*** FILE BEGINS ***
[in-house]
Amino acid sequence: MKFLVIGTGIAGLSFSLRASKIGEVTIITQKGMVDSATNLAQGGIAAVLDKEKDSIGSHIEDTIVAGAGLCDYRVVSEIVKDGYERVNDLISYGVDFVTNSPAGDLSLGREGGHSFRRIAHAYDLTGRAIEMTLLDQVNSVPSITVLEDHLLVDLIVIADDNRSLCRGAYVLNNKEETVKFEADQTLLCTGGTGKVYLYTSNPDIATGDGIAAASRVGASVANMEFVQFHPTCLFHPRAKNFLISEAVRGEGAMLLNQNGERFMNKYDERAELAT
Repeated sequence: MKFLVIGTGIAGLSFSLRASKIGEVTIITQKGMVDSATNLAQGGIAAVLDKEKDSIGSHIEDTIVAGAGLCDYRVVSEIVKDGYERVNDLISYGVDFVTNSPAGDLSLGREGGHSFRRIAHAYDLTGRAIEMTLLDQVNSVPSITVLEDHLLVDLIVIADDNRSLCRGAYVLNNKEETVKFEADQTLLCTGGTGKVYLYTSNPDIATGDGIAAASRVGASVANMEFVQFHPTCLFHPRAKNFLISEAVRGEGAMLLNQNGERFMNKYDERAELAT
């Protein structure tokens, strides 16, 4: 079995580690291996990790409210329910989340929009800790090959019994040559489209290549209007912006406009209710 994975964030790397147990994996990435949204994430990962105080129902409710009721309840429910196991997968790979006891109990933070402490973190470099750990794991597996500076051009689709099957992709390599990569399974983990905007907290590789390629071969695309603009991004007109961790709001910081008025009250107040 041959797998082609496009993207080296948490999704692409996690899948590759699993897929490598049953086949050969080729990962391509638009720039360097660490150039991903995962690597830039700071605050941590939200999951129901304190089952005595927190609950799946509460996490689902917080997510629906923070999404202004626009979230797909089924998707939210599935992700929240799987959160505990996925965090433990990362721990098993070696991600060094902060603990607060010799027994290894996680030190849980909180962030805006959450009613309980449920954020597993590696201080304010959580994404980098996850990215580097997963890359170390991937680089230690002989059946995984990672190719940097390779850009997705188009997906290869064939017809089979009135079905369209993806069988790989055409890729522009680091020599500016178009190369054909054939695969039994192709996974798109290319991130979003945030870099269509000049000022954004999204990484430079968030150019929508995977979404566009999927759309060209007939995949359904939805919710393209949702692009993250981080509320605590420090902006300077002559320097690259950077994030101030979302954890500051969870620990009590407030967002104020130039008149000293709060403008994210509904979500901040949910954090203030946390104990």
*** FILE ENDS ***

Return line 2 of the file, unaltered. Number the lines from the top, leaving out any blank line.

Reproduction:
Amino acid sequence: MKFLVIGTGIAGLSFSLRASKIGEVTIITQKGMVDSATNLAQGGIAAVLDKEKDSIGSHIEDTIVAGAGLCDYRVVSEIVKDGYERVNDLISYGVDFVTNSPAGDLSLGREGGHSFRRIAHAYDLTGRAIEMTLLDQVNSVPSITVLEDHLLVDLIVIADDNRSLCRGAYVLNNKEETVKFEADQTLLCTGGTGKVYLYTSNPDIATGDGIAAASRVGASVANMEFVQFHPTCLFHPRAKNFLISEAVRGEGAMLLNQNGERFMNKYDERAELAT